Braniff asks that we follow DePrizio and hold that since the actual amount due from Exxon to Braniff was not calculated prior to the filing of the petition, there were not mutual, pre-petition debts. We decline to adopt this position. First, DePrizio is not completely on point. In DePrizio the creditor had not received the funds that were owed to the debtor, see id. (" [The creditor] did not have any funds due [the debtor] which it could use to set-off the amounts due from [the debtor]."), while in the present case Exxon was in receipt of Braniff's funds. Moreover, to the extent that DePrizio is on point, we decline to follow it. We find no language in the definition of a "debt" or "claim," or in the elements of section 553, giving rise to a requirement that an amount due must be computed prior to the filing of bankruptcy. Supporting this view are numerous decisions that reach a contrary result to that in DePrizio.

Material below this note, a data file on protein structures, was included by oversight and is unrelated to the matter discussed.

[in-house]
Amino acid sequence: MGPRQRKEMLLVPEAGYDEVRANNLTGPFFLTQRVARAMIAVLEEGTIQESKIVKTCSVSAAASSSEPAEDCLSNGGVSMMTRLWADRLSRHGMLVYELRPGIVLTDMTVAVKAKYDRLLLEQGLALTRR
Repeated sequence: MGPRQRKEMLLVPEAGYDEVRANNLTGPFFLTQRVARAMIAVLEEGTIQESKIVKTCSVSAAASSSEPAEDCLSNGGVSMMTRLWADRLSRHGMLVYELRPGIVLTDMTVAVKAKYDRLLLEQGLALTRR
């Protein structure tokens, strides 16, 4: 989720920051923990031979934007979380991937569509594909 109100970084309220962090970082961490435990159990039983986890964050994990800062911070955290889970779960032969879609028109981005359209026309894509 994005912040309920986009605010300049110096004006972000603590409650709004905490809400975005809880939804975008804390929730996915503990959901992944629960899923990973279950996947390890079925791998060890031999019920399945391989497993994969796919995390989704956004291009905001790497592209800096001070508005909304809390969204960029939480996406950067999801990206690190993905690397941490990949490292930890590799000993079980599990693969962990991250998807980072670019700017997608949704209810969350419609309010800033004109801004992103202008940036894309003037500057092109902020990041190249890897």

For example, in Nickerson & Nickerson, on facts similar to DePrizio, the court allowed the creditor insurance agency to use the as yet uncalculated and not yet received funds owed to the debtor-insured to offset a claim of the agency against the insured. See id. 62 B.R. at 86-87. The court stated: "the right to setoff may be asserted in bankruptcy even though one of the debts involved is absolutely owing but not presently due when the petition is filed." Id. at 85. In In re Morristown Lincoln-Mercury, Inc., 42 B.R. 413 (Bankr.E.D. Tenn. 1984), the court noted that "Code Sec. 553 does not prohibit setoff of a creditor's claim arising pre-petition, unliquidated or unmatured as of the petition date, against a debtor's pre-petition claim. Furthermore, a contingent claim which arises prior to the commencement of a bankruptcy case may be setoff against a pre-petition claim of the debtor's estate." Id. at 417-18 (citations omitted). The court concluded: "The character of a claim is not transformed from pre-petition to postpetition simply because it is contingent, unliquidated, or unmatured when the debtor's petition is filed." Id. at 418. See also In re Elsinore Shore Associates, 67 B.R. 926, 946 (Bankr.D.N.J. 1986) ("It is not necessary that the debt sought to be setoff be due when the bankruptcy case is commenced."); In re Delta Energy Resources, Inc., 67 B.R. 8, 12 (Bankr.W.D. La. 1986) (In concluding that it was a pre-petition debt, the court noted "that all the transactions which gave rise to this debt occurred prior to the petition date. The genesis of the debt is clearly pre-petition and although the refund order was entered later, LGS [the creditor] was overcharged before the petition was filed.").